Ben is one of the very few Americans who are being asked to bear most of the burdens of the decisions of our politicians. They have great difficulty in justifying the slaughter in Iraq, but allow it to continue without a plan, without discussion, and without questioning. They originally asserted that we invaded and have occupied Iraq to protect the world from weapons of mass destruction, then to break the link between the terrorists and Iraq, then to protect the Iraqis from Saddam Hussein. None of these reasons are true. Only recently have we begun to get the truth. President Bush recently said we are in Iraq to protect our oil interests, to keep oil from terrorists. That is the real reason we are in Iraq today. Is it right for a country to occupy a sovereign nation for their resources? The question is why didn’t we invade Saudi Arabia. You’ve seen pictures as to why we didn’t do that.

Ben and his fellow soldiers are being asked to carry a burden that most Americans have refused to bear or to share. Congress will not discuss a military draft to share the so-called sacrifice and service and replace the already worn-out troops. Women serve and die in Iraq, but George Bush and [Rep.] Tom Allen’s daughters do not serve in Iraq. Neither the Bushes nor the Allens sacrifice. Such is the rhetoric of war. Instead they allow the use of stop-loss to virtually enslave soldiers by making them serve multiple tours, because everyone knows that the war in Iraq would be over if the children of politicians and the wealthy had to serve by means of a draft. Why should Ben and other soldiers be required to shoulder these burdens indefinitely while others are exempt, if the cause is so noble?

I believe that the killing of innocent people in Iraq rises to crimes against humanity as defined by the Nurnberg trial. It would be nice to think that the soldiers could just sit down and make it go away, but that can’t happen. The American people must take a stand against the slaughter in Iraq. We shall be accountable for the continued carnage in Iraq if we don’t take a stand against it. It is time for Americans to confront our elected officials. The President and his administration and members of Congress need to be asked about the corrupt nature of the war in Iraq and demand that it be ended. I urge all who can to assemble in Washington, D.C. on the weekend of September 24-25, to assemble and call for an end to the war in Iraq and to bring our troops home now. I’ll leave you with this. When ever we Email Ben, or talk with him on the phone, we ask him what he needs. And I’ll tell you what he says and two of them are always at the front. He says, keep working to get us out of here.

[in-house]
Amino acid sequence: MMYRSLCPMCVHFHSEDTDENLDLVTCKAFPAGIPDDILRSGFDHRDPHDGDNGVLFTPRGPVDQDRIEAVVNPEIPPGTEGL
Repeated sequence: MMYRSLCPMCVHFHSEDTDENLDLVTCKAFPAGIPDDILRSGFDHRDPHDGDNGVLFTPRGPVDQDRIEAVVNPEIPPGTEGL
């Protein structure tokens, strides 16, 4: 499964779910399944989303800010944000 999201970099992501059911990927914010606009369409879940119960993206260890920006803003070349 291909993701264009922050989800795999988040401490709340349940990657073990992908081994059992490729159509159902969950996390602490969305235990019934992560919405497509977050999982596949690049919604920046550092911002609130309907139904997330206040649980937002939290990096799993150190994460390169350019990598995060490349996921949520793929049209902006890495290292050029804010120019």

Remarks by Kathy Kelly

Speaking September 10, 2005, at Brunswick Naval Air Station, Brunswick, Maine.

Good morning! What a privilege to be here with you! I feel very grateful to be part of this group. I’ve had so much inspiration in one morning. Dexter’s talk is one that I will carry in my heart. All the music, the strength of the drum beats, the familiar faces, new faces, and the very, very hard work that went into creating this weekend, particularly the individuals that inaugurated the vigil. Thank you for the chance to be with you again.

I’d like to speak with you a little about disarmament in a way that never occurred to me in the years in which I would plant corn near nuclear missiles and try to talk to people about wartime refusal. When I was in Iraq during the shock and awe campaign, I went to a hospital one day. We thought we might give voice to some of the people that had been hit by United States bombs. And I held in my arms a woman who was the aunt of a young boy whose arms had been cut off by a bomb. His arms were turned into driftwood, and he wasn’t aware yet that she was his only surviving relative. His entire family killed in that blast. And she shuddered and wept in my arms. She asked, “Who will tell him, how will I tell him, little Ali Abas, when he wakes up and asks ‘will I always be this way’ “? She was so brave. She told the Iraqi government to buzz off, she was going to stay at the hospital all through the shock and awe bombing, and so she did.